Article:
The Fundamentals Of Ethical Franchising - Part 2: Practice

In The Fundamentals Of Ethical Franchising - Part 1: Elements, the basic elements of ethical franchising were explored. But how does a franchisor implement ethics in the real world? Let’s look at what this means in practice.

Related: What Does It Take To Be A Franchisor?

ethical-franchising-practice

Establishing A Tried & Tested System

For a business to be successful at franchising, the main factor would be to have franchisees themselves being successful. In other words, franchisees are operating the business with minimal disruptions and making enough profit to be sufficiently happy. But this doesn’t happen without any testing from the franchisor to identify best practices and eliminate bugs within the system.

Before even offering the franchise opportunity, a good method for franchisors to ensure the system is optimized is to launch a pilot to test the franchise protoptype model and have it operate for at least 12 months, in a new location. This allows the franchisor to see things from the perspective of the franchisee and the potential pitfalls that may appear.

Without having any pilot for franchise operations, prospective franchisees will never know whether the business is a one hit wonder or possesses a proven, sustainable model. Franchisors need to prove the system works and not expect to sell a broken or unproven idea because prospective franchisees can spot a shady deal when they see one.

Ensuring Ease Of Replicability

In most cases, franchising allows franchisees to enter an industry or sector in which they do not have related experience or skills. This is due to one simple reason — knowledge transfer and training is provided by the franchisor. From operational issues to marketing and management, franchisors need to identify the necessary resources for the efficient and effective replication of the original business. Which is why having a pilot for the franchise prototype model is so important.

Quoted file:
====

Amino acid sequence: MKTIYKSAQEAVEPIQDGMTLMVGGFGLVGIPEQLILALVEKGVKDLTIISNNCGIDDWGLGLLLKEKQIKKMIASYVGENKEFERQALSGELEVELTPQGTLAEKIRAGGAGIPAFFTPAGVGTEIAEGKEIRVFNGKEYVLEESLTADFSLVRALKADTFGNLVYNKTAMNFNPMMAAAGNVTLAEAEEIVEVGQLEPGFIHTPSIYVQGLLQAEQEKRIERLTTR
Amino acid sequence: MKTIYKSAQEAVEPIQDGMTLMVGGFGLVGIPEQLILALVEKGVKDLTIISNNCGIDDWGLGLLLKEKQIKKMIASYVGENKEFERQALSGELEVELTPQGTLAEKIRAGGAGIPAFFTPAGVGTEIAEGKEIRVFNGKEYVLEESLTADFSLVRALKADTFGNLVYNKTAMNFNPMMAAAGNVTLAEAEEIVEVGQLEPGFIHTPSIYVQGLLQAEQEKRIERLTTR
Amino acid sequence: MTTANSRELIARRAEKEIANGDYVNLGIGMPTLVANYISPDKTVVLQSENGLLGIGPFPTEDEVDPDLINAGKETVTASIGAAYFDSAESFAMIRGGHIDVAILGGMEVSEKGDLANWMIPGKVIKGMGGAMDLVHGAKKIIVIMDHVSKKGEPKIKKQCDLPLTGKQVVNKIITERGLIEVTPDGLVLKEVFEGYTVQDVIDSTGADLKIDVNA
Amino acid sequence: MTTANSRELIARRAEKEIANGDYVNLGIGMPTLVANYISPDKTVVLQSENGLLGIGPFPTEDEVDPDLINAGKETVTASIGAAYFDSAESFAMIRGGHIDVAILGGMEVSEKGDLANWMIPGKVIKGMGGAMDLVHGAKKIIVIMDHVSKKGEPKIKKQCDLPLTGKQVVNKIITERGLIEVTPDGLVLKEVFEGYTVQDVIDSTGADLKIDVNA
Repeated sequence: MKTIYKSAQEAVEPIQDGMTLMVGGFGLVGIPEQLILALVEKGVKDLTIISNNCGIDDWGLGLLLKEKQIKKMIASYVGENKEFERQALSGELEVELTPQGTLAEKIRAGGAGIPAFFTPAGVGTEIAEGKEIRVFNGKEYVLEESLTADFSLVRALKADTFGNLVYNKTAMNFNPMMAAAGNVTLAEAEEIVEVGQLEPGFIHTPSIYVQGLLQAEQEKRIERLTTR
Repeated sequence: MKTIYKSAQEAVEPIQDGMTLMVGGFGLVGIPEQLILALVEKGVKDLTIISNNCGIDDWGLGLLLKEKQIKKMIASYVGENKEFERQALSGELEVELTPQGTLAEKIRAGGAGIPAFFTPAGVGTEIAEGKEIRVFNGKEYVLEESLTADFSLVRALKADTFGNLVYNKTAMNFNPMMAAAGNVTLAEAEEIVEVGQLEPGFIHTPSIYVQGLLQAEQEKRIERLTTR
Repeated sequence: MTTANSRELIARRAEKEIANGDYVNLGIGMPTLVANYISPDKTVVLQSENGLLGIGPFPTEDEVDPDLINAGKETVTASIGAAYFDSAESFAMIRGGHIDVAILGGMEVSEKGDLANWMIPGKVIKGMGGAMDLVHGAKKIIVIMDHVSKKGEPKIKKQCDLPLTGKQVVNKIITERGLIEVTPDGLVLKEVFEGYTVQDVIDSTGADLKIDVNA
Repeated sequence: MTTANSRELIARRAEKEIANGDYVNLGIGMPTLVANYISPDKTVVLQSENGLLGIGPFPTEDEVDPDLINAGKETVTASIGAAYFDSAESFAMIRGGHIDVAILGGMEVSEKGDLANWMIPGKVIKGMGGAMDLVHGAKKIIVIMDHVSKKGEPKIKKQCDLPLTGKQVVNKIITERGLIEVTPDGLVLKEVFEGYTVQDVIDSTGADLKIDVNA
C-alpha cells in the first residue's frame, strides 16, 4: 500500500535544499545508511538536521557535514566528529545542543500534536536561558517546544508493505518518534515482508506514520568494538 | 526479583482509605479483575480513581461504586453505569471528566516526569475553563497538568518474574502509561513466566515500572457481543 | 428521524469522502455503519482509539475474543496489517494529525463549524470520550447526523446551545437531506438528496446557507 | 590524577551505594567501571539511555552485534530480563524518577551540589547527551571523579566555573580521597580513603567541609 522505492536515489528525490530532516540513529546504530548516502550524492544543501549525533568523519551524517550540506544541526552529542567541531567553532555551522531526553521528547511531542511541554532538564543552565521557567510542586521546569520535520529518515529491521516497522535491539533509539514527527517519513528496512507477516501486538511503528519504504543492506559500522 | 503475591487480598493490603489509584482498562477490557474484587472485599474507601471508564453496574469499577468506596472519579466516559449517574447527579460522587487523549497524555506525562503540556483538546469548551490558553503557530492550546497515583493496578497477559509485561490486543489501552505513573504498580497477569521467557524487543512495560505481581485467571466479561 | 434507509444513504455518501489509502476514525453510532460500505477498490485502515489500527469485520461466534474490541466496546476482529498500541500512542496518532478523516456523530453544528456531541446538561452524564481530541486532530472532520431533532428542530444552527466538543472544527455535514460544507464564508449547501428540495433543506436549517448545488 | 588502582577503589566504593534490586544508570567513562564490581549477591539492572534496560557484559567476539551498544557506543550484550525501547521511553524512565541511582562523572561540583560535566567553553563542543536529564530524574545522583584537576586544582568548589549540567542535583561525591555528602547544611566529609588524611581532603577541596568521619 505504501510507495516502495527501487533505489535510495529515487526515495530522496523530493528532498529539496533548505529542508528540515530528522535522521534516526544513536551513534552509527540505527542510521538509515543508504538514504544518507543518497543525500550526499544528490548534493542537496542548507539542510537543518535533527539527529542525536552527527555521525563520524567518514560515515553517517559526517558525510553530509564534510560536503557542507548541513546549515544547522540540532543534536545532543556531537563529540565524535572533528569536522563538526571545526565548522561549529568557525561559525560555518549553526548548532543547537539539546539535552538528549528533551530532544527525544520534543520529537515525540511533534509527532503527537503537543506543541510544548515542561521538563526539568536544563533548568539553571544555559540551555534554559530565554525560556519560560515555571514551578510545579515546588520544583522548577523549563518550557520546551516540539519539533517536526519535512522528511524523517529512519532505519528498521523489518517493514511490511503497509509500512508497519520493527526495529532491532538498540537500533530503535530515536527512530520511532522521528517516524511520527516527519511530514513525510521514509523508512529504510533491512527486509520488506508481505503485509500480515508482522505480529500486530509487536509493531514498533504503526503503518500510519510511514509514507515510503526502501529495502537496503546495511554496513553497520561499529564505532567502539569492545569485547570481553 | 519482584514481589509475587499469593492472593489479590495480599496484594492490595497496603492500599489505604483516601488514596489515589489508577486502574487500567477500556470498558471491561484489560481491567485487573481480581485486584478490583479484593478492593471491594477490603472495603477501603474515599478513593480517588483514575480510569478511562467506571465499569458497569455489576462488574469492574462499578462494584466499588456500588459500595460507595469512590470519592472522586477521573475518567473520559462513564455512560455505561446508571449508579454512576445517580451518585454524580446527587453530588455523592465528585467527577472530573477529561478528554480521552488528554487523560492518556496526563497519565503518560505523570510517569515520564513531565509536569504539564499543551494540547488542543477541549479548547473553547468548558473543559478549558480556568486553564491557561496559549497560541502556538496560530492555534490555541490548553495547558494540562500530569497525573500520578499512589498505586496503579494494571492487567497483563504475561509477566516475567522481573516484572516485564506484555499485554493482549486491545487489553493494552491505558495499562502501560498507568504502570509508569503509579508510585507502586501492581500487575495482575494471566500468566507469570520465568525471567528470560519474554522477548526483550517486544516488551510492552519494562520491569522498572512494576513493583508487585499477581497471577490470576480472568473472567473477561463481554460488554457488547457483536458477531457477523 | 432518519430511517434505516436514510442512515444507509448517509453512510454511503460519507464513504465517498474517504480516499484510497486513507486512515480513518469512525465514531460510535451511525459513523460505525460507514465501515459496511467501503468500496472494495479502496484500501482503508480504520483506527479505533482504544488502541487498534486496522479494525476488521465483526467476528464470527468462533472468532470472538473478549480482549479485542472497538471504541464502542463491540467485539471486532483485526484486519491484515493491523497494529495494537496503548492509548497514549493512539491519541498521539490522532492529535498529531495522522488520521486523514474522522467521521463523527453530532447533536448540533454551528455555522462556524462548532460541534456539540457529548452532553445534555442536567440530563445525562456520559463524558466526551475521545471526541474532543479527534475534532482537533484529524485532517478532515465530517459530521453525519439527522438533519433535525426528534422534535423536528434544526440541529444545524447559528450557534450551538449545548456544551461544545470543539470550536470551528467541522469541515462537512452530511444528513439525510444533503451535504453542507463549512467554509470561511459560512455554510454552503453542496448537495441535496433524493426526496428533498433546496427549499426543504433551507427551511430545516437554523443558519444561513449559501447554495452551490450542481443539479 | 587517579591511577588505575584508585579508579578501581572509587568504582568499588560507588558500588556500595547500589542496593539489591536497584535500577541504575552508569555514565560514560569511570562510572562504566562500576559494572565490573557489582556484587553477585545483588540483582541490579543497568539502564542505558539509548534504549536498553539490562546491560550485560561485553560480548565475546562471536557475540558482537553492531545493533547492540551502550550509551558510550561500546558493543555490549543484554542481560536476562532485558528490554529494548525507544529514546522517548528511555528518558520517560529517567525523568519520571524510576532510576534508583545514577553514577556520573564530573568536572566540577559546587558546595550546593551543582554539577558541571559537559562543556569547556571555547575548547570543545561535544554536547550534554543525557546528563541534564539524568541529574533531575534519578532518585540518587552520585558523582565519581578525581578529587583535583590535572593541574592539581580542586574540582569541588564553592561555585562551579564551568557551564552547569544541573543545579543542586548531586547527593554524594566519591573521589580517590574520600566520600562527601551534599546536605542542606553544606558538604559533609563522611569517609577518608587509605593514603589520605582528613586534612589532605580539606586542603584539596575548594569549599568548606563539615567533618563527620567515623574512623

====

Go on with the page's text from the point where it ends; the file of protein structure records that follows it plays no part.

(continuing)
Two key aspects in this area revolves around personnel involvement and timeline allocation from the franchisor. More than just having a plan, franchisors need to know exactly who (from the franchise organization) will be involved, and when/where they will be involved.

If a franchisor doesn’t have this figured out, they could find franchisees constantly asking for help or trying to clarify doubts. In worse situations, the franchisee could experience a delay in the opening of their franchise business, or even implementing the wrong operational techniques.

Delivering Accuracy Of Information

There is a misconception among some prospective franchisees that franchising entails a turnkey arrangement. While this may be the case for some franchises, it is not a default option. Needless to say, franchisors need to be explicit in terms of the roles and responsibilities expected and required of each party in a franchise relationship.

Furthermore, as in the case with considerations before taking up any investments, prospective franchisees will want to know how much profit the business can make, and the costs associated with it.

One of the most commonly overlooked cost factors of setting up a business is the expenses for securing the business location, which will require the upfront payment of a significant amount (for rental deposit and advance). Whether franchisors choose to include or exclude this in the initial investment requirements, it is their responsibility to highlight this fact to prospective franchisees.

While for potential profit, any financial projections presented to prospective franchisees must be realistically achievable. More importantly, the franchisor themselves must have achieved those sales performance figures put forward to be able to back up their claims.

Implementing A Fair Business Arrangement

While the franchise agreement may be skewed to the advantage of franchisors, it is the duty of every franchisor to highlight to prospective franchisees to have the franchise agreement reviewed by engaging their own franchise specialist laywer.

That way, even with all the legal jargon, the prospective franchisee will be fully aware of all the terms and conditions they will be committing themselves to.


You might also like...